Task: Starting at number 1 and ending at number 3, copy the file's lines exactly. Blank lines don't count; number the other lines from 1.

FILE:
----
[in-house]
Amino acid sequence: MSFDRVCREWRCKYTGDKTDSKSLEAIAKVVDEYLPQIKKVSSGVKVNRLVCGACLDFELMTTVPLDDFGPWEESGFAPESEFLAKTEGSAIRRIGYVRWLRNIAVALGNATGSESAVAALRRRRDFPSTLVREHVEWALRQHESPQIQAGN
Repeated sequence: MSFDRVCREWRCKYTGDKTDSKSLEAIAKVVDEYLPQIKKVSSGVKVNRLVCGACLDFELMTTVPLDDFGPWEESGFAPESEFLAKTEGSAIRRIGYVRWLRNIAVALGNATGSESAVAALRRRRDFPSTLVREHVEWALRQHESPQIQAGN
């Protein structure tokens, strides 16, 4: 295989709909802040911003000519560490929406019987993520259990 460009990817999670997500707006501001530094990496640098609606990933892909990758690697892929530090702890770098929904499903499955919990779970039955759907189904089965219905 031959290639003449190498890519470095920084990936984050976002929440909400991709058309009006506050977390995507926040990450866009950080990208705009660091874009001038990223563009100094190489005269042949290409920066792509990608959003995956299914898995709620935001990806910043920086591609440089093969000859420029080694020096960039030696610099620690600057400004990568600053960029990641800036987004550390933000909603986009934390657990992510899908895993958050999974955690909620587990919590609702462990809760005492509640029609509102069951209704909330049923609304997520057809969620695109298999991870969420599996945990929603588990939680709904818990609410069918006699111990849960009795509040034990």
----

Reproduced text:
[in-house]
Amino acid sequence: MSFDRVCREWRCKYTGDKTDSKSLEAIAKVVDEYLPQIKKVSSGVKVNRLVCGACLDFELMTTVPLDDFGPWEESGFAPESEFLAKTEGSAIRRIGYVRWLRNIAVALGNATGSESAVAALRRRRDFPSTLVREHVEWALRQHESPQIQAGN
Repeated sequence: MSFDRVCREWRCKYTGDKTDSKSLEAIAKVVDEYLPQIKKVSSGVKVNRLVCGACLDFELMTTVPLDDFGPWEESGFAPESEFLAKTEGSAIRRIGYVRWLRNIAVALGNATGSESAVAALRRRRDFPSTLVREHVEWALRQHESPQIQAGN